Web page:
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Addiction – Opiates and Sedatives

by Brian Warriner, MD
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    00:00 and pump, push the button whenever the pain is there. So let's talk a little about drug tolerance and physical withdrawal, because there's huge misunderstanding of this issue.

    00:06 Drug tolerance is the need of an increasing dose of drug, to produce the same effect.

    00:12 And it's universal amongst opioids. In fact, with Remifentanil, which is this very short acting drug, we can actually see tolerance developing as we deliver it, over a period of minutes to hours. Tolerance is universal. You will get tolerance to these drugs, I get tolerance to these drugs if I take it. All patients on opioids display physical withdrawal when they've been on these drugs and develop tolerance, when the drugs are discontinued. And that withdrawal is associated usually with nausea, sweating, sometimes anxiety, it tends to be fairly short lived, and people get over it and don't need further drugs. But about 10% of individuals who develop tolerance and are likely to show signs of physical withdrawal, develop a craving for the drug. And it's the craving that defines addiction. It's the going out of one's way, changing one's life, losing family, losing jobs in an effort to get more drug. That's the craving part. And that's addiction. And it's extremely difficult to deal with. It's the psychological need for a drug that has been discontinued. It's manifested by extreme anxiety, drug seeking, self administration, and purchase of street drugs or drugs supplied by illegal methods. Withdrawal of the drug is characterized by extreme anxiety, sweating, rapid heart, vomiting, and respiratory rate, a high respiratory rate, mental confusion or aggression, because these individuals develop huge tolerance to the drugs, they take huge doses. Physical dependence on opioids is universal, and is characterized by withdrawal. But addiction and drug seeking are actually very uncommon after surgery and after most traumas. Most patients are glad to get off the opioids once they recover from their pain, because they hate the side effects, and they hate the cloudiness that their mind develops while their on it. So the majority of people are not at risk of developing addiction. We're going to talk about antiemetic drugs now. Because post-operative nausea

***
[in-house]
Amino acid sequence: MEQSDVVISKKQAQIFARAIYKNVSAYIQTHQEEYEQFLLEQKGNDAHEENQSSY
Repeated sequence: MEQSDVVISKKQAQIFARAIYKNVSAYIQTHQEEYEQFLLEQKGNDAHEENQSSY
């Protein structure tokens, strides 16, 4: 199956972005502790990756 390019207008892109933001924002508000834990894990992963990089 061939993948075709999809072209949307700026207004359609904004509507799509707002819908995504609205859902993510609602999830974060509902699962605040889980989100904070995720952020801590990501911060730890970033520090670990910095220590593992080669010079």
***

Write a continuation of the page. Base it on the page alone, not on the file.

About the Lecture

    The lecture Addiction – Opiates and Sedatives by Brian Warriner, MD is from the course Anesthesiology: Introduction.


    Author of lecture Addiction – Opiates and Sedatives

     Brian Warriner, MD

    Brian Warriner, MD


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